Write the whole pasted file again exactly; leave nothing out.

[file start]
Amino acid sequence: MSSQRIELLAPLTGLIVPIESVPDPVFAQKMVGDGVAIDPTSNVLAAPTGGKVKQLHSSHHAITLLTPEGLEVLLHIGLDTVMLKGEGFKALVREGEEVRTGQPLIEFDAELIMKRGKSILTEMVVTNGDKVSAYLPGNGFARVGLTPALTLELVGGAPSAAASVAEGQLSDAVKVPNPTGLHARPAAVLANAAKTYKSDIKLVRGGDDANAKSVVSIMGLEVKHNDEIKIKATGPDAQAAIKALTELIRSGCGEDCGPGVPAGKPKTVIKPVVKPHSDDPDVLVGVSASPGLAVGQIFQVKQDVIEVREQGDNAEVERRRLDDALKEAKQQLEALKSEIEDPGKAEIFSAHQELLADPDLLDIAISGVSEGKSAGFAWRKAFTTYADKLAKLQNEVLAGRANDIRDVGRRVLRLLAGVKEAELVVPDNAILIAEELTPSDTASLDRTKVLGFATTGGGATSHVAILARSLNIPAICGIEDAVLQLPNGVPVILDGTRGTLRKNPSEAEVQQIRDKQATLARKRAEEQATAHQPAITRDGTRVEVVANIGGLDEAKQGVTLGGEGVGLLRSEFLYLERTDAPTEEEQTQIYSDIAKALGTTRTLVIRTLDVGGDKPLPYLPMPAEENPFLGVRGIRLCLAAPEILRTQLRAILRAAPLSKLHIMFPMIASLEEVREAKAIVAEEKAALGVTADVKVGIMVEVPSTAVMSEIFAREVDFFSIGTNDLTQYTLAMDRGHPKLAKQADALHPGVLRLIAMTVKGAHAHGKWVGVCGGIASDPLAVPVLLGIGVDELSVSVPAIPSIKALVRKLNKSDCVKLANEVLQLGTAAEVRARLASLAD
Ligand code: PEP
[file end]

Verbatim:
Amino acid sequence: MSSQRIELLAPLTGLIVPIESVPDPVFAQKMVGDGVAIDPTSNVLAAPTGGKVKQLHSSHHAITLLTPEGLEVLLHIGLDTVMLKGEGFKALVREGEEVRTGQPLIEFDAELIMKRGKSILTEMVVTNGDKVSAYLPGNGFARVGLTPALTLELVGGAPSAAASVAEGQLSDAVKVPNPTGLHARPAAVLANAAKTYKSDIKLVRGGDDANAKSVVSIMGLEVKHNDEIKIKATGPDAQAAIKALTELIRSGCGEDCGPGVPAGKPKTVIKPVVKPHSDDPDVLVGVSASPGLAVGQIFQVKQDVIEVREQGDNAEVERRRLDDALKEAKQQLEALKSEIEDPGKAEIFSAHQELLADPDLLDIAISGVSEGKSAGFAWRKAFTTYADKLAKLQNEVLAGRANDIRDVGRRVLRLLAGVKEAELVVPDNAILIAEELTPSDTASLDRTKVLGFATTGGGATSHVAILARSLNIPAICGIEDAVLQLPNGVPVILDGTRGTLRKNPSEAEVQQIRDKQATLARKRAEEQATAHQPAITRDGTRVEVVANIGGLDEAKQGVTLGGEGVGLLRSEFLYLERTDAPTEEEQTQIYSDIAKALGTTRTLVIRTLDVGGDKPLPYLPMPAEENPFLGVRGIRLCLAAPEILRTQLRAILRAAPLSKLHIMFPMIASLEEVREAKAIVAEEKAALGVTADVKVGIMVEVPSTAVMSEIFAREVDFFSIGTNDLTQYTLAMDRGHPKLAKQADALHPGVLRLIAMTVKGAHAHGKWVGVCGGIASDPLAVPVLLGIGVDELSVSVPAIPSIKALVRKLNKSDCVKLANEVLQLGTAAEVRARLASLAD
Ligand code: PEP